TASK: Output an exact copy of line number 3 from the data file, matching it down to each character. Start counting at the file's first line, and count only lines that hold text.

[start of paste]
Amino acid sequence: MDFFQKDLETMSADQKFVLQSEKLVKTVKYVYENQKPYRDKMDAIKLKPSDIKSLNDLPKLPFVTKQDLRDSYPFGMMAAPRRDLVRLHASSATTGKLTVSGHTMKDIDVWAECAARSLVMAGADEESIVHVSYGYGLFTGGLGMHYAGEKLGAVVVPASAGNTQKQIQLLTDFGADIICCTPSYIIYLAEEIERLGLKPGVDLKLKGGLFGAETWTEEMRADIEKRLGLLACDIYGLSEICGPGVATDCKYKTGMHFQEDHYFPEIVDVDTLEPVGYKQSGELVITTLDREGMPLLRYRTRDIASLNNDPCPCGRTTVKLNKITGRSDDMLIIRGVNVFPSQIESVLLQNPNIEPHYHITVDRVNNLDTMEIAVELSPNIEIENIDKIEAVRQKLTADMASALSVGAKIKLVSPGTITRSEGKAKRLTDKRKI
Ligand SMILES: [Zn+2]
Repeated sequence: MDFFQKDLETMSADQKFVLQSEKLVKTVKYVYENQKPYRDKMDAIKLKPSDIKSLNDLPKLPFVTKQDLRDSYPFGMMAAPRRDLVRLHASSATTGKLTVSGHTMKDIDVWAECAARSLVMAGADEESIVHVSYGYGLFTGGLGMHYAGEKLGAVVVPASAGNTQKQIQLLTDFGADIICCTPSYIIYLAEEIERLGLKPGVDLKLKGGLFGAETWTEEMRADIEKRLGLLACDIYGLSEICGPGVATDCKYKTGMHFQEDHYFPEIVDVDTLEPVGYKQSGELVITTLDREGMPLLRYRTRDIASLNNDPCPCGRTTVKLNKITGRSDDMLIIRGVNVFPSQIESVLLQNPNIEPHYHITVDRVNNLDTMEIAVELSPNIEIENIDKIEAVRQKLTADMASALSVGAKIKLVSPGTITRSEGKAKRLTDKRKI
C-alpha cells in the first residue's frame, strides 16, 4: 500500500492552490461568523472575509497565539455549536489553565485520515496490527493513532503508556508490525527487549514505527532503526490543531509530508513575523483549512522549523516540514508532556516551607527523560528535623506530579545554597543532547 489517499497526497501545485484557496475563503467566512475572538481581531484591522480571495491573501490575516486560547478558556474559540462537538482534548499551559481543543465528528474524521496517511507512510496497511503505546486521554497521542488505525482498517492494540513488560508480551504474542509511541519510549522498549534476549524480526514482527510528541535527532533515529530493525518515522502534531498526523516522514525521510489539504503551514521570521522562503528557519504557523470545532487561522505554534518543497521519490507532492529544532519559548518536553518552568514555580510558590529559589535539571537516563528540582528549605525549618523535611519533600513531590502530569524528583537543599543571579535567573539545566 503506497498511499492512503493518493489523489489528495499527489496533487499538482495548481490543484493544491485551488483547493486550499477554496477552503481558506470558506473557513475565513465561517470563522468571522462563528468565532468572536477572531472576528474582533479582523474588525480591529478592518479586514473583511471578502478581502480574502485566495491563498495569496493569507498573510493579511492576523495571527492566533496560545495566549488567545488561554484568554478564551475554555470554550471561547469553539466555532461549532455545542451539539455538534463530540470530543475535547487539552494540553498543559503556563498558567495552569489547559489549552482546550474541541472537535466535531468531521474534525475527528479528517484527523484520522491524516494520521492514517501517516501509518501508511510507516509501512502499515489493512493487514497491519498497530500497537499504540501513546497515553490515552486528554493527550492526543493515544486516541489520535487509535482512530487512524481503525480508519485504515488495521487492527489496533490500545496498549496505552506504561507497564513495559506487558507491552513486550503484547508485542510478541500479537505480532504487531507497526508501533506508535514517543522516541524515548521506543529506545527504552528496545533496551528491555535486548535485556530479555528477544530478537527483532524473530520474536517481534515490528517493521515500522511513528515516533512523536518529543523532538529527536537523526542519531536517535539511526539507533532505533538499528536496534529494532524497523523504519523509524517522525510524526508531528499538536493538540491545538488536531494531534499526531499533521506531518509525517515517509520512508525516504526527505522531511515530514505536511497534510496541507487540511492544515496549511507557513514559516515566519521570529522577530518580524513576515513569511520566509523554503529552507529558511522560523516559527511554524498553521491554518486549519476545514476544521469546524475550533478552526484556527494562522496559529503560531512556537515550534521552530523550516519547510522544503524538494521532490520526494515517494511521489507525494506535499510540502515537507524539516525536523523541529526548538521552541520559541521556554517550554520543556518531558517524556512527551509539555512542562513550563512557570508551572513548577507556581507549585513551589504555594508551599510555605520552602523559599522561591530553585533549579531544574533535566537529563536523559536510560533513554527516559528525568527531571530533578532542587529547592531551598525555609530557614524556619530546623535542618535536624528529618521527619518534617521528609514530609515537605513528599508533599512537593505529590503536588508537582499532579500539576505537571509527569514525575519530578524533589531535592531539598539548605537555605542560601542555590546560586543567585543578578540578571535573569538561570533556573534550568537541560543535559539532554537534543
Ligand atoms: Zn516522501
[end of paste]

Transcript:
Repeated sequence: MDFFQKDLETMSADQKFVLQSEKLVKTVKYVYENQKPYRDKMDAIKLKPSDIKSLNDLPKLPFVTKQDLRDSYPFGMMAAPRRDLVRLHASSATTGKLTVSGHTMKDIDVWAECAARSLVMAGADEESIVHVSYGYGLFTGGLGMHYAGEKLGAVVVPASAGNTQKQIQLLTDFGADIICCTPSYIIYLAEEIERLGLKPGVDLKLKGGLFGAETWTEEMRADIEKRLGLLACDIYGLSEICGPGVATDCKYKTGMHFQEDHYFPEIVDVDTLEPVGYKQSGELVITTLDREGMPLLRYRTRDIASLNNDPCPCGRTTVKLNKITGRSDDMLIIRGVNVFPSQIESVLLQNPNIEPHYHITVDRVNNLDTMEIAVELSPNIEIENIDKIEAVRQKLTADMASALSVGAKIKLVSPGTITRSEGKAKRLTDKRKI